US Senator Ben Nelson (D-NE) talks with reporters about the economic stimulus bill at the US Capitol in Washington, February 6, 2009. REUTERS/Jonathan Ernst (UNITED STATES) (Reuters)

Dems: Where's CPAC outrage over stimulus ribbon-cutting?

The DCCC wonders why CPAC hasn't bashed Republicans for showing up to celebrate stimulus projects


Mike Madden
February 20, 2010 2:35AM (UTC)

Democrats have been hammering Republicans this week for taking credit for local projects funded by the economic stimulus that they voted unanimously against a year ago. And Friday, they tried to take that attack to CPAC.

As speaker after speaker at the conservative conference droned on about the evils of the national debt and runaway government spending, they had very little to say about the 91 House Republicans tallied up by the Democratic Congressional Campaign Committee who have touted projects in the stimulus bill. That's actually over half -- 51 percent -- of House Republicans, including some who are speaking at CPAC. So the DCCC unloaded, as part of the ongoing Democratic effort to drive a wedge between the tea party movement and the GOP establishment.

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"One would expect conservatives who claim to be authentic and principled voices would condemn these Washington Republicans for their two faced hypocrisy," DCCC spokesman Ryan Rudominer told Salon. "One of the clearest signs that President Obama and House Democrats’ recovery policies have been working is that 91 House Republicans and counting -- which is more than fifty percent of the entire House Republican conference -- have now attempted to claim credit for the many projects and jobs created in their districts that they voted against."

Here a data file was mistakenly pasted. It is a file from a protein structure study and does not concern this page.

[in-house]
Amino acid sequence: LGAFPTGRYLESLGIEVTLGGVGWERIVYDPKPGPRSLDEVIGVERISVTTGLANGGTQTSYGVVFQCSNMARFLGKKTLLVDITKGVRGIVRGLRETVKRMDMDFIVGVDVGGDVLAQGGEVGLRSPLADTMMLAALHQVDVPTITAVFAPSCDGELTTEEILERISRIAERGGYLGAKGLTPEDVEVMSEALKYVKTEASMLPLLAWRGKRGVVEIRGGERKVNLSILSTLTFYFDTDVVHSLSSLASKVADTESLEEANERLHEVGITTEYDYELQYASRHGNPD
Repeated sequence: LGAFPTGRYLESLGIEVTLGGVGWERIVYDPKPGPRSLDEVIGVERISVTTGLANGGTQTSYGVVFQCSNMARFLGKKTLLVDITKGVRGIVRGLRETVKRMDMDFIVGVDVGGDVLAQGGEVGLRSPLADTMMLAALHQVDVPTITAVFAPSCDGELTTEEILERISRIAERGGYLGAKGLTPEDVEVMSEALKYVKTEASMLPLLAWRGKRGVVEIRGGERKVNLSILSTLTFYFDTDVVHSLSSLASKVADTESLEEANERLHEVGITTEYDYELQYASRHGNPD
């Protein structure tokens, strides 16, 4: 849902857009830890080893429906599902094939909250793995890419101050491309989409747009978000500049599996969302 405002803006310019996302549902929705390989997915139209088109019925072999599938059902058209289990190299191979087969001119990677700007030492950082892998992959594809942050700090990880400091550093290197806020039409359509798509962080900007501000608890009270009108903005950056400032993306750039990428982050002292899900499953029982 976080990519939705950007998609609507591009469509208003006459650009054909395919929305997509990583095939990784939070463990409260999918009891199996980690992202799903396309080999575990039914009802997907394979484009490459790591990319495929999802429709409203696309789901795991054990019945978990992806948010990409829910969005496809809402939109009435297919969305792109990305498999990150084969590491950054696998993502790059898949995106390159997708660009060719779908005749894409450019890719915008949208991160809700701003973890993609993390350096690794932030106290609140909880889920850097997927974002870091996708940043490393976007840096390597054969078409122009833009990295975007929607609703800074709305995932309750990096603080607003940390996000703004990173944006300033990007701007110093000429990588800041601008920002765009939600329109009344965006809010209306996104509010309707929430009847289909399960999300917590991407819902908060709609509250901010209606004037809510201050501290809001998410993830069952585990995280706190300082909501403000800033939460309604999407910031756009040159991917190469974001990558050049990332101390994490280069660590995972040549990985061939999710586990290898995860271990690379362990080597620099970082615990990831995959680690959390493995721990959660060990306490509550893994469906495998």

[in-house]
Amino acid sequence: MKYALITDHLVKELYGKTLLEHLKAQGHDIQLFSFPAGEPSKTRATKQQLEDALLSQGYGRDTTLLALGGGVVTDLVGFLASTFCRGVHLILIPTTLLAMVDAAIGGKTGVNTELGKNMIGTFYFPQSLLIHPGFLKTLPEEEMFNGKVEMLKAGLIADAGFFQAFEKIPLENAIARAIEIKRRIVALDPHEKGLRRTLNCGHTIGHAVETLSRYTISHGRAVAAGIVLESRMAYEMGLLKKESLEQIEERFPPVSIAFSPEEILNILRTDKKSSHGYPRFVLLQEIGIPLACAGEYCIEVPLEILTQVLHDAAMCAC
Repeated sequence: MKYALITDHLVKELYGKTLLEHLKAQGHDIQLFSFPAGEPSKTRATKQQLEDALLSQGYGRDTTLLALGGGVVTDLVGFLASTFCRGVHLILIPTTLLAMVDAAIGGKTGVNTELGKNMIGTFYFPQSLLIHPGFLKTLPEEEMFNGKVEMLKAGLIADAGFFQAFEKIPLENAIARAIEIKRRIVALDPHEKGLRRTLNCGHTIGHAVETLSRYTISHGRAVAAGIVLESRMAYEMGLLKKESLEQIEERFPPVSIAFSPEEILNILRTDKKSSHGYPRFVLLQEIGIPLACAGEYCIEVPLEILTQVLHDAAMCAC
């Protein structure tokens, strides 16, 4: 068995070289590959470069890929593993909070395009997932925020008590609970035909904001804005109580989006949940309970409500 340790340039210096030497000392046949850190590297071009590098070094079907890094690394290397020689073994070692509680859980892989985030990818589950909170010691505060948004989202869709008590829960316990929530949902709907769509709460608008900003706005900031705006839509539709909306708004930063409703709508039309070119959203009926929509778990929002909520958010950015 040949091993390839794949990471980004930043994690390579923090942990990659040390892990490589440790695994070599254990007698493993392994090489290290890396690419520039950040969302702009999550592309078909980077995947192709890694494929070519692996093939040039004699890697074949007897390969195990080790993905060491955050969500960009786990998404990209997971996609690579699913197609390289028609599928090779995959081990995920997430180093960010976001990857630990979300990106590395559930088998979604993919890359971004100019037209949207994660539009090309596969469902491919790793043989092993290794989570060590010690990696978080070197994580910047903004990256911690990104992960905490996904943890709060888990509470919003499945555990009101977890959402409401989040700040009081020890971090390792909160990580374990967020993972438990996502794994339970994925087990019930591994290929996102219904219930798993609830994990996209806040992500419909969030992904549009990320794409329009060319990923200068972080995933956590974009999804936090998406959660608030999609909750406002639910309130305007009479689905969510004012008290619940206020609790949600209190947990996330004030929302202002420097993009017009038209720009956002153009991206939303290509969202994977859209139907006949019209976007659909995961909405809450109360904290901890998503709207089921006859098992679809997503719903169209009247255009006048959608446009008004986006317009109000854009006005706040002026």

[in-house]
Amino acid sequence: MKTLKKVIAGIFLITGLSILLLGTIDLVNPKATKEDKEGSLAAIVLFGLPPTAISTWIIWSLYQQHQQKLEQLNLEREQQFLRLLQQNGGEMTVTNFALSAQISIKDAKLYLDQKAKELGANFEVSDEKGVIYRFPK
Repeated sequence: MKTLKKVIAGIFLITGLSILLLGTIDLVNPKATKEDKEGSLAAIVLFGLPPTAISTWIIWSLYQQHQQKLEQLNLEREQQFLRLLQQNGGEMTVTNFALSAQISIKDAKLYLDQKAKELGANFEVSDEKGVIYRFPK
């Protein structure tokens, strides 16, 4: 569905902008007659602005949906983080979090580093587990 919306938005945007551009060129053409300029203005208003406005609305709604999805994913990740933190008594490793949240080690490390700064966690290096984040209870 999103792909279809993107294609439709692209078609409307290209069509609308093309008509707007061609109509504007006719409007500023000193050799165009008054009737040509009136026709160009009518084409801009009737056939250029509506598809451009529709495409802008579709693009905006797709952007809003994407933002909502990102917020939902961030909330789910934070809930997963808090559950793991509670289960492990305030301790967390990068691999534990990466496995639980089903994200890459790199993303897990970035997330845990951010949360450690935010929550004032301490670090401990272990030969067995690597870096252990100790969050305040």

In fairness, there have been speakers who have made clear Washington needs conservative Republicans in power, not just Republicans; it's pretty clear that by implication that means they wouldn't want their candidates to have anything to do with the stimulus. But the DCCC is right that so far, just about all of CPAC's fire has been aimed at Democrats and the White House.


Mike Madden

Mike Madden is Salon's Washington correspondent. A complete listing of his articles is here. Follow him on Twitter here.

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